Travel Underwriters provides out of province/country health coverage for Consolidated clients and their visitors. The following article about travelling during hurricane season has been used with their permission.
If you’re anything like me, you’ve been planning your trip for quite a while. But hurricane season can be a wild card that changes your plans in a second.
The Atlantic hurricane season starts in early June and can run as late as November. This raises a lot of questions for Canadians travelling to hurricane hot spots like the Caribbean, Mexico, Central America and the East and Gulf coasts of the United States—in particular Florida, Louisiana and Texas.
Here are our top 5 tips for staying covered while travelling to at-risk hurricane zones:
1. What if there’s a storm, but it hasn’t yet been named a hurricane?
You still have time to purchase travel insurance, and more importantly, trip cancellation and interruption. But once a hurricane has been named, it becomes a “known peril” and you won’t be covered under an existing policy.
It’s similar to trying to buy home insurance while your house is on fire. As soon as the hurricane is named, you can’t get your trip covered by travel insurance.
2. What if there’s a hurricane warning for my travel destination?
Only you can decide if you want to take the risk, but checking Travel.gc.ca for travel advisories specific to hurricanes is a good start.
Before you travel, monitor local news and weather reports and register online with the Canadian government office abroad. Leave all phone numbers and a detailed itinerary with your family and friends if you do go. Lastly, you can always cancel your trip, and if you’ve purchased trip cancellation or interruption you won’t lose out.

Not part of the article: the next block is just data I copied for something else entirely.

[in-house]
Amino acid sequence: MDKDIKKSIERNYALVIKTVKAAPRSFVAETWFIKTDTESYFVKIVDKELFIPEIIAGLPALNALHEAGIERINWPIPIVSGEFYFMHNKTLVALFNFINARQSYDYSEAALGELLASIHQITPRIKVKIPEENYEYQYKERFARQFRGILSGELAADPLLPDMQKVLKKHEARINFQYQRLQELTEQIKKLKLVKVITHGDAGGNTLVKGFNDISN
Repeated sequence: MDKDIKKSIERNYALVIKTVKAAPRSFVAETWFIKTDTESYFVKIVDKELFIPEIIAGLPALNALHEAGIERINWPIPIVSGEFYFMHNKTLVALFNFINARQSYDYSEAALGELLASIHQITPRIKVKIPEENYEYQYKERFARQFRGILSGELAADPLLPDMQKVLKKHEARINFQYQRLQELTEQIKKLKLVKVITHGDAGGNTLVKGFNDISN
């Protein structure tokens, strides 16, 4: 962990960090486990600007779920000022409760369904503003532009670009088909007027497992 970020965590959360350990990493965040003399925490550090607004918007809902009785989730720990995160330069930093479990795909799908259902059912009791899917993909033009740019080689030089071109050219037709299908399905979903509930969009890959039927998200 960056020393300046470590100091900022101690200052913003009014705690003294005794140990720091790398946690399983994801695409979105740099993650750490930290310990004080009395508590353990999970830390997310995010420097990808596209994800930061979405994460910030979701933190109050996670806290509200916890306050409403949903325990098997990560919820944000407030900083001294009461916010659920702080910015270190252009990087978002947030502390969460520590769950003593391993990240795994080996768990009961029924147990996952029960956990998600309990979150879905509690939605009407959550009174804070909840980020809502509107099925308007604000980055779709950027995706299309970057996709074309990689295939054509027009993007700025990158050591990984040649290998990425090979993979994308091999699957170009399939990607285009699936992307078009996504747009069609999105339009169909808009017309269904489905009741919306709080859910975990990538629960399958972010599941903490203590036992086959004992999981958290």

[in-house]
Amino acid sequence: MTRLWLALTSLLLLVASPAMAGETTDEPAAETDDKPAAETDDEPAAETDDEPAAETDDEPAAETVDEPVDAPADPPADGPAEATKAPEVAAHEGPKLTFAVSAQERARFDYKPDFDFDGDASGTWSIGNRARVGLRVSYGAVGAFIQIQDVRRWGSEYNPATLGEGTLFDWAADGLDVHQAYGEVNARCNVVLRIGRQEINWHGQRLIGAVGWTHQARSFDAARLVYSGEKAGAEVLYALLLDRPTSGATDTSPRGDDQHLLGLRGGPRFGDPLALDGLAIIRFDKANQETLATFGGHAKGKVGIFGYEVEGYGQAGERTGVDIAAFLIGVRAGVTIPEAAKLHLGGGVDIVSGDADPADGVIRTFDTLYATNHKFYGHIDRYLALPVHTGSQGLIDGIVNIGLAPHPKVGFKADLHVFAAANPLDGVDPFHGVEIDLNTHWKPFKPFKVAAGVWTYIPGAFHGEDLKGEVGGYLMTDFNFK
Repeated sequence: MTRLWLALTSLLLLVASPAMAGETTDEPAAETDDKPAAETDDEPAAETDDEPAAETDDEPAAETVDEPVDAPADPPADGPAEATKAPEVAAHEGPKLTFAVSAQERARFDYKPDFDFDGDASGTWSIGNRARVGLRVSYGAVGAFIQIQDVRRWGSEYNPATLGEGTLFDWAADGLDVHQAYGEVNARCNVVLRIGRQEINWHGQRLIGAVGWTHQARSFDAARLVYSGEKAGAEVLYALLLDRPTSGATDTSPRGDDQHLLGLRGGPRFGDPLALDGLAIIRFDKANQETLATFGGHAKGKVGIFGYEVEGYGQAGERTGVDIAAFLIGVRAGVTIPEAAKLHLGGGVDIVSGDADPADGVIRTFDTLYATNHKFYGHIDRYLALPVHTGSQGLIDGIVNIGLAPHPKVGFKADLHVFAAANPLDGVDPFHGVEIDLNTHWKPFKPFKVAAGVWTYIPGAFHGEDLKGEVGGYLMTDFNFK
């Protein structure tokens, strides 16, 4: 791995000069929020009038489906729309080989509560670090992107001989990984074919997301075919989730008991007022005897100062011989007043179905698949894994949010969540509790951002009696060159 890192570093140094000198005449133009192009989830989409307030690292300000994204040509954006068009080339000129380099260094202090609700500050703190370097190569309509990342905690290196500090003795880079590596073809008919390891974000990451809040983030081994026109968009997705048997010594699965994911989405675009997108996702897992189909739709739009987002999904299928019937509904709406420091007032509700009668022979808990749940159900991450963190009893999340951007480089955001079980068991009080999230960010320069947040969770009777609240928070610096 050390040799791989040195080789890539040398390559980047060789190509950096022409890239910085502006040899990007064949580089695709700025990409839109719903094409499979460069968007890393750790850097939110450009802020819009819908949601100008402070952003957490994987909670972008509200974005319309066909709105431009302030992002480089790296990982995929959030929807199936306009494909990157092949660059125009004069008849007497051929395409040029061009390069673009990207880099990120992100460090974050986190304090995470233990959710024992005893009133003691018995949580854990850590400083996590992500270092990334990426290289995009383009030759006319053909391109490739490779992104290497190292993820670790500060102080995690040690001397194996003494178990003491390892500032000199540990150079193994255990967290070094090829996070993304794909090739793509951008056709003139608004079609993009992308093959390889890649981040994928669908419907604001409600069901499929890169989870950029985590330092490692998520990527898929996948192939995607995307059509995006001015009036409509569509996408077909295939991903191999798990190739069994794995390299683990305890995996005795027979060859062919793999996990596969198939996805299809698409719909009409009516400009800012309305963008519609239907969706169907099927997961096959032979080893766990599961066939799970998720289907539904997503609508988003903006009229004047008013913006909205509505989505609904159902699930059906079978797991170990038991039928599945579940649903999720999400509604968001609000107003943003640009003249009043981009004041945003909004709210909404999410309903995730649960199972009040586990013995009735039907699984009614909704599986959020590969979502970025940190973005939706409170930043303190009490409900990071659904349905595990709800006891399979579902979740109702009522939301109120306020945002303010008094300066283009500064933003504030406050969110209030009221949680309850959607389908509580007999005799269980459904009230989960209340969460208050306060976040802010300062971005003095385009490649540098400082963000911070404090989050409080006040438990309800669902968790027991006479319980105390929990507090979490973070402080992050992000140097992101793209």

3. What if I can’t get to my travel destination, due to a hurricane?
This happens a lot, especially for cruise-goers. Check the travel advisories for your destination and contact your local broker for details about your plan.
4. What if I’m on vacation and a hurricane starts?
Most insurance policies will cover you for mandatory evacuations due to unforeseeable events. It’s best in these situations to contact your insurance provider and the Canadians abroad office.
5. What if there’s a hurricane in my hometown, and I can’t leave for my trip?
A “ripple effect” can happen if you can’t leave your hometown to get to the first leg of your trip. Make sure you’ve purchased travel insurance that will cover you for situations like these. At Travel Underwriters, for instance, our Freedom policy covers you for natural disasters or “unforeseeable events” or delays in connecting flights due to weather conditions.
Stay safe this hurricane season and make informed decisions. At the end of the day, purchasing travel insurance and trip cancellation and interruption as early as possible is your safest bet.
Information provided by Travel Underwriters www.blog.travelunderwriters.com